One of the features of Interaction Monitor is the ability for it to poll SIP devices and make sure that the SIP stack was responding to messages properly. It was a request from support to add that feature because the Interaction Gateway could sometimes hit a deadlock which would cause the SIP stack to stop responding. According to source control, I wrote that feature in September of 2007 back when software engineering was very different then it is today. Interaction Monitor is a c# based service and at the time we decided to use our internal SIPEngine library which was unfortunately c++ based, so we had to write a managed c++ wrapper to be able to use it in the project. The entire process took several week from learning how SIPEngine worked, to writing the wrapper to doing the client and server work in Interaction Monitor.
I decided to give it another go this week to see how easy things would be today and was pleasantly surprised. First let met give an overview of the SIP OPTIONS message because it is at the core of how this application works. When an OPTIONS message is sent to a SIP device, it is a query for what capabilities the server has. It is a message that doesn't have any pre-requirements to be sent and doesn't effect the state of the server.
When looking to rewrite the functionality, I had three goals.
- Send OPTIONS messages to devices and get responses
- Have a UI to show the status
- Be able to report status changes via Email and Webhooks
I decided the simplest way to achieve these was by using NodeJS. NodeJS has simple support for web UIs, a web server was a bit simpler to architect than a client/server model but the only thing I was worried about was how to send the OPTIONS messages. One of the things that has changed the most from 2007 is the increase in free and open source libraries available for use so I started a search and ended up settling on the sip.js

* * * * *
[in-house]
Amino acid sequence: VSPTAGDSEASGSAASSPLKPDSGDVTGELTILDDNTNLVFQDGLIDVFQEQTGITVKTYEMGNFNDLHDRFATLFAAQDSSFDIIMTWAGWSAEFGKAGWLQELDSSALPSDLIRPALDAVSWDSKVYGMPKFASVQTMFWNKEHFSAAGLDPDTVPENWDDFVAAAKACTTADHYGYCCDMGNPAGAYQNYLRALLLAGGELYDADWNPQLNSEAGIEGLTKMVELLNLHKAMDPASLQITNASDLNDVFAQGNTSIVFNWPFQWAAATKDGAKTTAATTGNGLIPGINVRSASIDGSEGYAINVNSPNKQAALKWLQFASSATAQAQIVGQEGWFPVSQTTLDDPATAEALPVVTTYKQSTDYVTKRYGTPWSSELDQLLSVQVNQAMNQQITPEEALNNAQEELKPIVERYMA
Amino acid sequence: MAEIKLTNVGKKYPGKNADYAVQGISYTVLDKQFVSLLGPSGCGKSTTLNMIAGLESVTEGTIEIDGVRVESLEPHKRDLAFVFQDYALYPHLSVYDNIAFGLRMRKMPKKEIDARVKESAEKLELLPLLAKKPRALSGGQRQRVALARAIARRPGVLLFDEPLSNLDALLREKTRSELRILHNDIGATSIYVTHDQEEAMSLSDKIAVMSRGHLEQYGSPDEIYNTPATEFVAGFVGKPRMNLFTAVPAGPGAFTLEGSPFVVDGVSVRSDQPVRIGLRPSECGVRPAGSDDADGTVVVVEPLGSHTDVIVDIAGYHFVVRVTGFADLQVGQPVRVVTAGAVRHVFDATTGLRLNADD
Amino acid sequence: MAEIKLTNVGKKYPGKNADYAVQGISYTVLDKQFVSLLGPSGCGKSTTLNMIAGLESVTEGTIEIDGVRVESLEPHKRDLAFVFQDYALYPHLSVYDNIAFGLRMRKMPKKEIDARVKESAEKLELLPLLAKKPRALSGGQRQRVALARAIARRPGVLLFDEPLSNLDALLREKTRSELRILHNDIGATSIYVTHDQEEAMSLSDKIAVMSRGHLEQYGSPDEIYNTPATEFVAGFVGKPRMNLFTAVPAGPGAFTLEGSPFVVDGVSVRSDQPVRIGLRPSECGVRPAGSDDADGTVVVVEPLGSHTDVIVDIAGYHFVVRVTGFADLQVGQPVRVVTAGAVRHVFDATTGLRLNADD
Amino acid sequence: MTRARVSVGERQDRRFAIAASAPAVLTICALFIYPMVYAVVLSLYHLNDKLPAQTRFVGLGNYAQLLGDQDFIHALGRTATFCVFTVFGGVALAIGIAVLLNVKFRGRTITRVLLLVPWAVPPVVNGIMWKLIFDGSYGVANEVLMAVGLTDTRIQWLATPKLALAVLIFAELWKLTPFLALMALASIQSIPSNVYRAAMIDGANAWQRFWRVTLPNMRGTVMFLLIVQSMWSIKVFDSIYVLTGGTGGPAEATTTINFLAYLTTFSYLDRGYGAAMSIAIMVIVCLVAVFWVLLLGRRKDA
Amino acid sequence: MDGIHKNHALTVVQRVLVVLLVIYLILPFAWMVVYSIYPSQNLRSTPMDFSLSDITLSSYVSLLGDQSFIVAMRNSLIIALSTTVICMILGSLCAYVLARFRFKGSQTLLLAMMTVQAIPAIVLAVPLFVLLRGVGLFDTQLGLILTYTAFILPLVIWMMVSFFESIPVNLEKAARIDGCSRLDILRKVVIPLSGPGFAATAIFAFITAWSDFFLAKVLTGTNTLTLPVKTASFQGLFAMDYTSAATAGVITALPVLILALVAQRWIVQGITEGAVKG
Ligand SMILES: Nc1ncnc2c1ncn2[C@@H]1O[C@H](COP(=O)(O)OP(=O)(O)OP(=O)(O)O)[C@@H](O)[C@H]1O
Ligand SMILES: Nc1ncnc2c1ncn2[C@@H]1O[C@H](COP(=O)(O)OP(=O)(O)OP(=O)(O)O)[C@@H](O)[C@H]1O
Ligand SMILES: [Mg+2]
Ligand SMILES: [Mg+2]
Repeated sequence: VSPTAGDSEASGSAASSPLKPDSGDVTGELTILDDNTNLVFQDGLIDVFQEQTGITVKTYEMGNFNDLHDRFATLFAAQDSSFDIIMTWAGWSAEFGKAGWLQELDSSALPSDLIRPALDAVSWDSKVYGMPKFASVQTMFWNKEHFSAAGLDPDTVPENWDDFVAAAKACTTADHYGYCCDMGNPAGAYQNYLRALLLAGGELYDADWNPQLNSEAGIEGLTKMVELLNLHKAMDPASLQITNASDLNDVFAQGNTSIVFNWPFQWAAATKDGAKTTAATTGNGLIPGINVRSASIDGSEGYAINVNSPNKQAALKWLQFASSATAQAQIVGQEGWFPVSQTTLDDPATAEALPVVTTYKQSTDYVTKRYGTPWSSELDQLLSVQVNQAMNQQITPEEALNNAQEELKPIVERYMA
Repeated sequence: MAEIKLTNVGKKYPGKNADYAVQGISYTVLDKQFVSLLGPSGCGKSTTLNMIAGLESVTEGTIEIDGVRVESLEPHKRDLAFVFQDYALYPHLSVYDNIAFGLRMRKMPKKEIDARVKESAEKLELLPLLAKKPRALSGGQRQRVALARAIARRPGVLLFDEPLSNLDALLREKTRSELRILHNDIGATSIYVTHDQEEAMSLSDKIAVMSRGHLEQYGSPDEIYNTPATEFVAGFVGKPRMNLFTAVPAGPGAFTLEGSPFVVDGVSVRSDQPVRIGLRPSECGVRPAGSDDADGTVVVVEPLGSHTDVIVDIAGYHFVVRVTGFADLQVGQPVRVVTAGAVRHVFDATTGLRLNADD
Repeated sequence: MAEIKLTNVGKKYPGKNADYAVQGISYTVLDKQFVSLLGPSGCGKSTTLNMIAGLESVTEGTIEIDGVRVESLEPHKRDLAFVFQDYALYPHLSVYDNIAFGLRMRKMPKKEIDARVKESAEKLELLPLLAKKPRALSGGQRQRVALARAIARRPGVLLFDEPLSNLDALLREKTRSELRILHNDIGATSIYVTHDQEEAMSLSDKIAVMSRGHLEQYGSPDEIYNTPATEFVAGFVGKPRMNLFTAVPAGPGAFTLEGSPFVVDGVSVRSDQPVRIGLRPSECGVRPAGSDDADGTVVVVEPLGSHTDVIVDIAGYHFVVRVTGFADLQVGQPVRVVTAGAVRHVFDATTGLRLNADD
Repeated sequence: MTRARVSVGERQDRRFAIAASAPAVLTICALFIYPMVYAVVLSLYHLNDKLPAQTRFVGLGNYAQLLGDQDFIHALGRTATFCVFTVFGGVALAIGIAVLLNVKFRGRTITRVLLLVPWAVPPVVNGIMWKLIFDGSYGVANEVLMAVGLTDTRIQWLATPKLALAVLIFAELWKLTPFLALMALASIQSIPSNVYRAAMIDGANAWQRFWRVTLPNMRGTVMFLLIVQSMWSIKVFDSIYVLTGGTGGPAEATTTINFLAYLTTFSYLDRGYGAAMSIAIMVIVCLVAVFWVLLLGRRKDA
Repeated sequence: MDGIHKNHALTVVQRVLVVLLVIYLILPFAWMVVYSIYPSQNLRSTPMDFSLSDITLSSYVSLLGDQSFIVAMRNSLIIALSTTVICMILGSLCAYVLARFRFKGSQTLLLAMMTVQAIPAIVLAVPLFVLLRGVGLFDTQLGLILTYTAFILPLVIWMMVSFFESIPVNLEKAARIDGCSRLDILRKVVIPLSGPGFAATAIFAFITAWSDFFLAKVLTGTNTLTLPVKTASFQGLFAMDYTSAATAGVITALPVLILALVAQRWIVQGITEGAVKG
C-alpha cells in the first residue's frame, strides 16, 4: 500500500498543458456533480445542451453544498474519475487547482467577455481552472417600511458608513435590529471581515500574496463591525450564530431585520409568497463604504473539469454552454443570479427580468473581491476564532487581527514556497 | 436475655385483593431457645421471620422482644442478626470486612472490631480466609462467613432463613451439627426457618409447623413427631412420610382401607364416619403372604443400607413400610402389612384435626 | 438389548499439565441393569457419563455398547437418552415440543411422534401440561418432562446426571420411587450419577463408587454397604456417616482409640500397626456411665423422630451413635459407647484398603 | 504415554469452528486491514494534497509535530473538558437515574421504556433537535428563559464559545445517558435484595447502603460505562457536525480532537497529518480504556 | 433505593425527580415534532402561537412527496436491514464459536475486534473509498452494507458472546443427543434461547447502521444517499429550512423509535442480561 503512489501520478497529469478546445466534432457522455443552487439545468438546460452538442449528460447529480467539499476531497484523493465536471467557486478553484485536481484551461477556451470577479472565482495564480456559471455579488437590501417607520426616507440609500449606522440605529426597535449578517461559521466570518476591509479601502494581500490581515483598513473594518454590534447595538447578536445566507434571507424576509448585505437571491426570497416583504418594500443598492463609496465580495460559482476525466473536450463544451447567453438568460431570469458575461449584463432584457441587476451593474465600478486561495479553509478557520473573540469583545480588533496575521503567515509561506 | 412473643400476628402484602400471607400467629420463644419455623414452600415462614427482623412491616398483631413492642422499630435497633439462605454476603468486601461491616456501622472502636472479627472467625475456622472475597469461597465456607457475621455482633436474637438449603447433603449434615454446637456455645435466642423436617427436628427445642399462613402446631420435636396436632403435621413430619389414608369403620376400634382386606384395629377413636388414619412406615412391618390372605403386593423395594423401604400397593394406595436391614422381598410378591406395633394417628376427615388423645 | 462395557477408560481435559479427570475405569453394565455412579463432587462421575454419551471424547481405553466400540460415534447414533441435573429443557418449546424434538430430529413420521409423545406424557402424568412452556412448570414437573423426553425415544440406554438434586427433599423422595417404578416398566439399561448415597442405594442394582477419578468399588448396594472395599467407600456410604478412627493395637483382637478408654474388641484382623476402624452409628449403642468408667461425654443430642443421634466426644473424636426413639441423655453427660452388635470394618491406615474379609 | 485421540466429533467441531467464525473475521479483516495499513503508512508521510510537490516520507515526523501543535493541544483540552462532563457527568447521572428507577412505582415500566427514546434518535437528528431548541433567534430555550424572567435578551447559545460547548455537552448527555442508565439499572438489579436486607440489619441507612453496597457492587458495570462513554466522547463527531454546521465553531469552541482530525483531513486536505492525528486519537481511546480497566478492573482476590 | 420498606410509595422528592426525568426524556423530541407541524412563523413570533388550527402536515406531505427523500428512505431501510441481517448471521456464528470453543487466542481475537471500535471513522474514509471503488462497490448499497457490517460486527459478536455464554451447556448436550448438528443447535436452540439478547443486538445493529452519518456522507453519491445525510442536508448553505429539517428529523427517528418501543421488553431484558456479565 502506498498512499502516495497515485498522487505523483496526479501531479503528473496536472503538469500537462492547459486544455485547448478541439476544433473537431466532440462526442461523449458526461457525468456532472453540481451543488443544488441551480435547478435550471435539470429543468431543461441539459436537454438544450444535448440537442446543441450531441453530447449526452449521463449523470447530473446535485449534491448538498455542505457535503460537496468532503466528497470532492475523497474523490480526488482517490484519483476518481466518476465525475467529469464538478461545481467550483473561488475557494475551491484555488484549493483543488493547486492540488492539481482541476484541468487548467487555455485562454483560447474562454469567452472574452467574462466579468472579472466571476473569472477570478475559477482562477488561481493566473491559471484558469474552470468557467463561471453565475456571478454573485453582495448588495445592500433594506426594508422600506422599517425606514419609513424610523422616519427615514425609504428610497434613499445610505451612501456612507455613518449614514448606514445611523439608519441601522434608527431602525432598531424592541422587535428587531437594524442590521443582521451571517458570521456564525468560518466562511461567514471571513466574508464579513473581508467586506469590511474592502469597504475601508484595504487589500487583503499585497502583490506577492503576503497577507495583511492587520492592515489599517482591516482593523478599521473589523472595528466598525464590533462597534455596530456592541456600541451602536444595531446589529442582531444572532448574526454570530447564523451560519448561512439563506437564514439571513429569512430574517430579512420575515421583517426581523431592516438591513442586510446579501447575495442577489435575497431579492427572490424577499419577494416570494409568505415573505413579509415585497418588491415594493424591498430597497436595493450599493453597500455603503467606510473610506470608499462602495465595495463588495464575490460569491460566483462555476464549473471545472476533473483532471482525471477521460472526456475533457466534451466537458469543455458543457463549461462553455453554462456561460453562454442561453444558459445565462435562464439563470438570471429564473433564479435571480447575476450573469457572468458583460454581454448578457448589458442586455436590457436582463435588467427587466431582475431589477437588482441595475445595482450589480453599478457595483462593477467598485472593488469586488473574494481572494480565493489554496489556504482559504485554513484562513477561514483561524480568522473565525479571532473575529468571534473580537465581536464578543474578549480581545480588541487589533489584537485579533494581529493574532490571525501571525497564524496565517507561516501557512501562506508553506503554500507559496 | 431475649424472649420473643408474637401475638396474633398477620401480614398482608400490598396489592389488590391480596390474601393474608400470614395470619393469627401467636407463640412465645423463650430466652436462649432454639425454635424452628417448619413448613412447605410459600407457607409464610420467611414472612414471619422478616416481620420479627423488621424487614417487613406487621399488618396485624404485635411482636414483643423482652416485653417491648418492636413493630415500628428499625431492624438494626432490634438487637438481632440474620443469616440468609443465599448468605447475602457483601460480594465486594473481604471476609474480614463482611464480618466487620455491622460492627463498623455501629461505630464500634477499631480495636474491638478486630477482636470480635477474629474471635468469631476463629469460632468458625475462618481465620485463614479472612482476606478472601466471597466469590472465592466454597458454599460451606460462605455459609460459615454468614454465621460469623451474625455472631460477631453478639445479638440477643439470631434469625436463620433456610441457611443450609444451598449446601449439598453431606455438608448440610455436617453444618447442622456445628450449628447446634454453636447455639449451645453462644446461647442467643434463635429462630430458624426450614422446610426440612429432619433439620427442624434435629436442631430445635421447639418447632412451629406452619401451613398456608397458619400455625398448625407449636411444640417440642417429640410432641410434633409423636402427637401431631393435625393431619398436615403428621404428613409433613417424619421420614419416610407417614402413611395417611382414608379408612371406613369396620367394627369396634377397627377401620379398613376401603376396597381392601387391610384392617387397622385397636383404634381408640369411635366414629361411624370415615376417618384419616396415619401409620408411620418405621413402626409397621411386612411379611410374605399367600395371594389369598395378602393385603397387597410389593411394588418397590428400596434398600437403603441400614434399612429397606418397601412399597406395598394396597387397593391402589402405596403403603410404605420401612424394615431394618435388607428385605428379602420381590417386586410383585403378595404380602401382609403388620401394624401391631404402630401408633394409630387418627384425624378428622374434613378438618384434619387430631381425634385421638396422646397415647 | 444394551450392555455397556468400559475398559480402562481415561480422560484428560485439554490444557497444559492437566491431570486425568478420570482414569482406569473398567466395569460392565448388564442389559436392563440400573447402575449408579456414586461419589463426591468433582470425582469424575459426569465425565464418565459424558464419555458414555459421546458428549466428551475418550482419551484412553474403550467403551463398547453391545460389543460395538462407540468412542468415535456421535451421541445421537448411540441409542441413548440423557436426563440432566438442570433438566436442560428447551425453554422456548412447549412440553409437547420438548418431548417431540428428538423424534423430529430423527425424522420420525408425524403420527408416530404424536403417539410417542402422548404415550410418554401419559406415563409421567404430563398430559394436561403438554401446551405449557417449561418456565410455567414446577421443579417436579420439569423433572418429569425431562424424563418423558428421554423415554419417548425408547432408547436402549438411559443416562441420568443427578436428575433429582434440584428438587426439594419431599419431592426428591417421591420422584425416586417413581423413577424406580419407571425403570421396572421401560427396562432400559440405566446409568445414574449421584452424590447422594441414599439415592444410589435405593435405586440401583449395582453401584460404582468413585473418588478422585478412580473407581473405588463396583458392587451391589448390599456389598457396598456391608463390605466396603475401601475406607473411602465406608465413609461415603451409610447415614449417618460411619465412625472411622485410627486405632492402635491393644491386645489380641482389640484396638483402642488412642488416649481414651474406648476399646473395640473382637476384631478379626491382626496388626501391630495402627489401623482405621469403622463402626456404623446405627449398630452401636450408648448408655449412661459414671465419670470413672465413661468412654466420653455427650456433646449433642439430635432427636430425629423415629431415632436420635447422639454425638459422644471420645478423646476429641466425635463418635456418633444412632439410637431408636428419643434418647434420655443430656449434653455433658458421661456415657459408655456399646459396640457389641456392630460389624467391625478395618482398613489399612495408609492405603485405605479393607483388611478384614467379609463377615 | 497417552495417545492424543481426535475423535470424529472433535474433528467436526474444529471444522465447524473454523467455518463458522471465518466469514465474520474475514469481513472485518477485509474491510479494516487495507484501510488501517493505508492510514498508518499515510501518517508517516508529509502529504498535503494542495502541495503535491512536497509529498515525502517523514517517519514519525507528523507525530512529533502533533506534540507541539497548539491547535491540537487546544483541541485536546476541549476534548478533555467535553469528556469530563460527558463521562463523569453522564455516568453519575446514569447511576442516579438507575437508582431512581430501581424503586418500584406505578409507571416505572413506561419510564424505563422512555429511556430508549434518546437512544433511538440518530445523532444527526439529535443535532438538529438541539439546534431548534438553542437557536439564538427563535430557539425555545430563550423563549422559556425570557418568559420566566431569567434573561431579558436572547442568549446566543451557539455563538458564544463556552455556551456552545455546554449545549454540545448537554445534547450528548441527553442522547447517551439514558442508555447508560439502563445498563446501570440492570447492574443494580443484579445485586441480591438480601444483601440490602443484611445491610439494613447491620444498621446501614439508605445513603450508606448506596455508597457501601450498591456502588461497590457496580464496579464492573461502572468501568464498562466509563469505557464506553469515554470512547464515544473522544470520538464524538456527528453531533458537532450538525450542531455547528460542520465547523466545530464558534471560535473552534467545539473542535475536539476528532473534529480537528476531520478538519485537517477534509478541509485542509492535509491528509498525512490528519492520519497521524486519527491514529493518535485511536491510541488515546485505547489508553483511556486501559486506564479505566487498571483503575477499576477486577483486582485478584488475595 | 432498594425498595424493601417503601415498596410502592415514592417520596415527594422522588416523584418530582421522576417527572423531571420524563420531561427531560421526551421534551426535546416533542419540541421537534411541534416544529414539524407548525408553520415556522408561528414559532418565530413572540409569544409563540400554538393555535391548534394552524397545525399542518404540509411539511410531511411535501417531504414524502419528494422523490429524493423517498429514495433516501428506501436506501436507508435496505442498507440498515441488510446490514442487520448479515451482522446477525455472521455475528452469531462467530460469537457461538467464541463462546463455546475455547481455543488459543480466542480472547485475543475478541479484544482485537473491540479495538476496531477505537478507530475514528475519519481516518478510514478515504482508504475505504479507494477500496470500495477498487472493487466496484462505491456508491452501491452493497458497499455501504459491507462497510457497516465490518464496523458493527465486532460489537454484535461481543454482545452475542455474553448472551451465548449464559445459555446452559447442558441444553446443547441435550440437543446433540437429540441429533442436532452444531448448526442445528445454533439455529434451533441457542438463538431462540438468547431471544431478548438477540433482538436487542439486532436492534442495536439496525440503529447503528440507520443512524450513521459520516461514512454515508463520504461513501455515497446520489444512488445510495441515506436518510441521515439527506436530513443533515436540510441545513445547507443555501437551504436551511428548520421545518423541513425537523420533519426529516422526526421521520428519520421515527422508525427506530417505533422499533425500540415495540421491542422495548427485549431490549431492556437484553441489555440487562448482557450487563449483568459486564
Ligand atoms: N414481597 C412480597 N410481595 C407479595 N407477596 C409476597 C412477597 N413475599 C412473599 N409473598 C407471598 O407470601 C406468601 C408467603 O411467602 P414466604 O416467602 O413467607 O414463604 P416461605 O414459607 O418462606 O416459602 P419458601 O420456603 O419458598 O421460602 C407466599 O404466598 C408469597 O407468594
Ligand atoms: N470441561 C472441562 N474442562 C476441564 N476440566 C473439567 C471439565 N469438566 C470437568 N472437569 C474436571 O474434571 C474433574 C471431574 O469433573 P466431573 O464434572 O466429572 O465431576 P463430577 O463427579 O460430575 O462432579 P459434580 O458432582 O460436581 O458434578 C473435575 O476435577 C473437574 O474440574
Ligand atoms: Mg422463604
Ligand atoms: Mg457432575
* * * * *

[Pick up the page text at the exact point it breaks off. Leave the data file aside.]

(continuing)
SIP stack. This library allowed me to not have to worry about making sure the message was properly formatted or synchronize responses to requests and let me send an OPTIONS message and handle the result in a line of code.
The UI is fairly simple, just a web page with a table of devices and polls the server for updates.
While not the greatest UI I've ever designed, it satisfied my second requirement. The last requirement of outbound notifications was also achieved simple by another open source package emailjs
and the NodeJS http package. Both made it super simple to send the notifications. The webhook is just an outbound HTTP POST to a web service with a JSON payload of information about the server and the status of the server; it can be used to kick off other processes from the web service.